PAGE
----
Claims of harassment can follow a failed affair, says Diana Clement.

Every year thousands of employees are struck by Cupid's arrows. In some cases the amorous intentions of one employee may not be reciprocated. Many, however, will end up in a full-scale romance.

Many may think it's no one else's business who they fall in love with. It is, however, in the workplace.

Such romances can disrupt the harmony of an office and sometimes the fallout goes all the way to the Employment Relations Authority (ERA) and Employment Court.


Matthew Beattie, chief executive of Instep, cites research from the IRS Employment Review, which found the top concerns about workplace romances are:

Potential conflicts of interest;

Complaints of favouritism;

The effect on productivity;

Deteriorating employee morale;

Retaliation if relationship ends;

Sexual harassment claims; and

Unprofessional relationships.

When romance blossoms both employees and employers need to take stock.

Employees, says Beattie, need to ask themselves:

Will this relationship harm us professionally?

Could we be subject to disciplinary action?

Will one of us to transfer to a different department or seek another job?

How will we respond to personal issues at work?

Is our relationship ethical?

Do either of us have access to confidential information that we shouldn't share?

If the relationship ends, will we be able to remain cordial?

The worst outcome for an employee may be dismissal. For an employer it could be losing a case in the ERA or employment courts.

Jennifer Mills, an employment lawyer and partner at Minter Ellison Rudd Watts, says employers have obligations to their employees under the Employment Relations Act 2000 and the Health and Safety in Employment Act to investigate allegations of sexual harassment.

The most serious risk for employers is that one of the employees in the relationship could later allege that they have been sexually harassed in their employment, says Mills. If the alleged harasser is a colleague, the employer is only responsible if the organisation has failed to take steps to prevent repetition following a complaint.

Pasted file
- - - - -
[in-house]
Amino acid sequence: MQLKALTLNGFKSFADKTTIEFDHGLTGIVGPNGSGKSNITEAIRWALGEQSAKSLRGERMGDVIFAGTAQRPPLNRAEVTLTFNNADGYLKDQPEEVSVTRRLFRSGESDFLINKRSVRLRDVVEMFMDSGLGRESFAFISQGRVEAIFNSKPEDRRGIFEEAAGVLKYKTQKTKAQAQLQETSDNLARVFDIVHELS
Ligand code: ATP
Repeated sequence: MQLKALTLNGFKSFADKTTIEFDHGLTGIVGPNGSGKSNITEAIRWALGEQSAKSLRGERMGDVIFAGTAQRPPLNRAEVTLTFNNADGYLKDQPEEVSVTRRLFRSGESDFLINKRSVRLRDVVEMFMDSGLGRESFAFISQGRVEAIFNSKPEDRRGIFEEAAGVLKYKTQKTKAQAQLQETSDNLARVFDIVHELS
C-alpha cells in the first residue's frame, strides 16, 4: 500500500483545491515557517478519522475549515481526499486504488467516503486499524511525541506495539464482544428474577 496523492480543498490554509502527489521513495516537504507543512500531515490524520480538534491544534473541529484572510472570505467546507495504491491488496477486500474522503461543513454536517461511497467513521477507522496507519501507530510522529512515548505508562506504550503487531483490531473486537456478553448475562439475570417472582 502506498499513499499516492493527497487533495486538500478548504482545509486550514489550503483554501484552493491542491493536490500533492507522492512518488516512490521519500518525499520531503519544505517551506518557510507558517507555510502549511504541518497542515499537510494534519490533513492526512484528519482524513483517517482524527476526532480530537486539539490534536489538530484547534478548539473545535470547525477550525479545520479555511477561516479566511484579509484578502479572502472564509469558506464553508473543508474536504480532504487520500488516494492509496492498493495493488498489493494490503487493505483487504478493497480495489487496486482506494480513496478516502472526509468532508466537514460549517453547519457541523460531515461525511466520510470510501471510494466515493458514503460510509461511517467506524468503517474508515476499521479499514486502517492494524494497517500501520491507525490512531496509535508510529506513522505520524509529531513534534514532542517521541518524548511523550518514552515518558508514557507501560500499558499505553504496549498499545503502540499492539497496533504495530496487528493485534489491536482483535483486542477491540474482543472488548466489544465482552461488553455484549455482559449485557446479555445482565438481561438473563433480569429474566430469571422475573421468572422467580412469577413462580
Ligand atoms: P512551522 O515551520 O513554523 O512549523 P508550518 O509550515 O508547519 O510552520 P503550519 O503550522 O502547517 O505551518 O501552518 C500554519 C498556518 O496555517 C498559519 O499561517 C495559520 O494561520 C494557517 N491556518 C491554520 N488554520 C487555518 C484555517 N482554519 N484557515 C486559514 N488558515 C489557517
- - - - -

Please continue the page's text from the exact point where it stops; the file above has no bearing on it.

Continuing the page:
But if an alleged sexual harasser is in a position of authority he or she is deemed to be a "representative" of the employer and the behaviour is deemed to be that of the employer.

Employers can face other difficulties. Mills cites the case of a subeditor who was made redundant from a newspaper. The subeditor claimed that she had been unjustifiably dismissed because the editor chose her for redundancy ahead of another employee with whom he was in a relationship. The now defunct Employment Tribunal determined that the editor's boss should have relieved the editor from the responsibility of choosing who was made redundant.

Mills says there is also the potential for employees to bring unjustified disadvantage claims, where they consider they have been afforded less favourable treatment, including missing opportunities for promotion as a result of unjustified preference being given to a senior employee's partner who also works for the organisation.

Employment relations specialist Max Whitehead, of the Whitehead Group, has seen many cases of office romances that have become problematic. He says productivity can be affected if those involved are distracted as a result of the relationship.

In one instance a manager was asked to explain why one of his employees had Koru Club access while the others didn't. The manager denied being in a relationship with his employee but an investigation company found an email in which his staff member discussed being in the shower with him that morning.

The problem there, says Whitehead, was not that he was in a relationship with the woman but that he lied about it.

In that case, as with many, the manager wasn't dismissed but encouraged to leave.

Employers and employees sometimes seek advice from Instep. Beattie says affairs can be more problematic than relationships where both parties are single. The issue of extramarital affairs polarises people - some having far more liberal views and others being firmly against it. "We don't delineate at all," says Beattie. "Our mandate is for performance."

Mills says a blanket ban on workplace relationships is unlikely to be enforceable, but employers can take steps to manage the impact that workplace relationships have on their businesses. These include:

Ensuring that the two involved do not have reporting relationships - ideally they would be working in different departments;

Including a conflict of interest provision in employment agreements;

Having flexibility for the employer to deal with a workplace relationship and the issues that may arise; There is a specific exception to the prohibition against discrimination under the Human Rights Act that allows employers to alter the roles of employees involved in relationships with each other, but not all relationships fall within this exception so it is necessary to tread carefully.

Being aware that not all sexual advances will constitute misconduct justifying dismissal.

Before taking action against an employee on the grounds of sexual harassment, an employer should ask themselves: "What could a fair and reasonable employer do in all the relevant circumstances?"